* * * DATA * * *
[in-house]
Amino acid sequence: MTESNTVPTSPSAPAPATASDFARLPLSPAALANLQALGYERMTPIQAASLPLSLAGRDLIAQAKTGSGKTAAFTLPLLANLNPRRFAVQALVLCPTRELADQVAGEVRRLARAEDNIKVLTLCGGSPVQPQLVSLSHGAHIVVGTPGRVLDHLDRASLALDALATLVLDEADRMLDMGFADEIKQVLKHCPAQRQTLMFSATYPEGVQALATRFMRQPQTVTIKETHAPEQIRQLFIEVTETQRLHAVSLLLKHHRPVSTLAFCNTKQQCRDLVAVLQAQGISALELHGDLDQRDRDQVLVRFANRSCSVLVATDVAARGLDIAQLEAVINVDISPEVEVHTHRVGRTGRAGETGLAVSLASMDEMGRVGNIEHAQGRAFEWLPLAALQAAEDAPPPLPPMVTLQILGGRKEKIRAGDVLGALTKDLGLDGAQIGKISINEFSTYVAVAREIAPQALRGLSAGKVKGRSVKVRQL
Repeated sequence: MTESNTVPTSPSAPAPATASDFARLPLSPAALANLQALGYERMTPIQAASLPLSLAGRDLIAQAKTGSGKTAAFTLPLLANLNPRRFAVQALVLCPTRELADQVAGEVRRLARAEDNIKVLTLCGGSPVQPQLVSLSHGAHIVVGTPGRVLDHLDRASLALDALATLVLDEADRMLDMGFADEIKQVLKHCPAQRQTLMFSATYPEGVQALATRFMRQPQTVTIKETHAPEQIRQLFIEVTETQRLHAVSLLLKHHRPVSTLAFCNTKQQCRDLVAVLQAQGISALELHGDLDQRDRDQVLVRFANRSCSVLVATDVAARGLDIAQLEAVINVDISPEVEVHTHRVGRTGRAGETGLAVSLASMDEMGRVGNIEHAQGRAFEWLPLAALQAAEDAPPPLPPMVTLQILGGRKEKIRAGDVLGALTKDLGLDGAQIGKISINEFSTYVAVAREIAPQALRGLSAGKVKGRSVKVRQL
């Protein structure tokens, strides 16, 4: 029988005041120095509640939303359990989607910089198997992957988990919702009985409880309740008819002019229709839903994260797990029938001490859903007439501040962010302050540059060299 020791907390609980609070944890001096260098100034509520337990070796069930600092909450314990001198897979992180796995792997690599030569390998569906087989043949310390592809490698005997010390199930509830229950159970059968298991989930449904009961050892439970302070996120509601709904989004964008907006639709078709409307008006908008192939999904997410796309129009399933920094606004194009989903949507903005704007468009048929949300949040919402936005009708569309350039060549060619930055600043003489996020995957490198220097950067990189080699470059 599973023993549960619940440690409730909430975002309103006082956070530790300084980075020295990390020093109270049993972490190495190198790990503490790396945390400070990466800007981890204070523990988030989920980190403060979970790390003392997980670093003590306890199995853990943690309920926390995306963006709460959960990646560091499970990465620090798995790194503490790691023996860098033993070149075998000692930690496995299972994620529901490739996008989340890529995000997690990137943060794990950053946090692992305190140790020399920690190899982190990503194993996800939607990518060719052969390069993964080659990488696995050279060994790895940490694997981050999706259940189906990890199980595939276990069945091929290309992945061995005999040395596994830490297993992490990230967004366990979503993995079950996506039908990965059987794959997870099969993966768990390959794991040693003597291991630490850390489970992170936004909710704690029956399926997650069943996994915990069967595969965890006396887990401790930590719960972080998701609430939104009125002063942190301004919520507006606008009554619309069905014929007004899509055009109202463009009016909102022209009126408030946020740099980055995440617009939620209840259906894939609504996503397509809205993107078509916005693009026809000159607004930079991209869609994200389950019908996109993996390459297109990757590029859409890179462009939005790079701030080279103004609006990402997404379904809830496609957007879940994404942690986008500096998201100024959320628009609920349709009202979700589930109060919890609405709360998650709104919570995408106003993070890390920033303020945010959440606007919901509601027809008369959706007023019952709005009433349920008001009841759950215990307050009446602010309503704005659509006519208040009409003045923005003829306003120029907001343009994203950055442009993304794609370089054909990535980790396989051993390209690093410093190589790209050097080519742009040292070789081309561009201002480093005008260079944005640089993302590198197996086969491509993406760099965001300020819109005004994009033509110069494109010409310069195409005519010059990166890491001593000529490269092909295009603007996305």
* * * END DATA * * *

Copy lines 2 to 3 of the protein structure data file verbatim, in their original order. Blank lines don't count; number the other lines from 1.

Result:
Amino acid sequence: MTESNTVPTSPSAPAPATASDFARLPLSPAALANLQALGYERMTPIQAASLPLSLAGRDLIAQAKTGSGKTAAFTLPLLANLNPRRFAVQALVLCPTRELADQVAGEVRRLARAEDNIKVLTLCGGSPVQPQLVSLSHGAHIVVGTPGRVLDHLDRASLALDALATLVLDEADRMLDMGFADEIKQVLKHCPAQRQTLMFSATYPEGVQALATRFMRQPQTVTIKETHAPEQIRQLFIEVTETQRLHAVSLLLKHHRPVSTLAFCNTKQQCRDLVAVLQAQGISALELHGDLDQRDRDQVLVRFANRSCSVLVATDVAARGLDIAQLEAVINVDISPEVEVHTHRVGRTGRAGETGLAVSLASMDEMGRVGNIEHAQGRAFEWLPLAALQAAEDAPPPLPPMVTLQILGGRKEKIRAGDVLGALTKDLGLDGAQIGKISINEFSTYVAVAREIAPQALRGLSAGKVKGRSVKVRQL
Repeated sequence: MTESNTVPTSPSAPAPATASDFARLPLSPAALANLQALGYERMTPIQAASLPLSLAGRDLIAQAKTGSGKTAAFTLPLLANLNPRRFAVQALVLCPTRELADQVAGEVRRLARAEDNIKVLTLCGGSPVQPQLVSLSHGAHIVVGTPGRVLDHLDRASLALDALATLVLDEADRMLDMGFADEIKQVLKHCPAQRQTLMFSATYPEGVQALATRFMRQPQTVTIKETHAPEQIRQLFIEVTETQRLHAVSLLLKHHRPVSTLAFCNTKQQCRDLVAVLQAQGISALELHGDLDQRDRDQVLVRFANRSCSVLVATDVAARGLDIAQLEAVINVDISPEVEVHTHRVGRTGRAGETGLAVSLASMDEMGRVGNIEHAQGRAFEWLPLAALQAAEDAPPPLPPMVTLQILGGRKEKIRAGDVLGALTKDLGLDGAQIGKISINEFSTYVAVAREIAPQALRGLSAGKVKGRSVKVRQL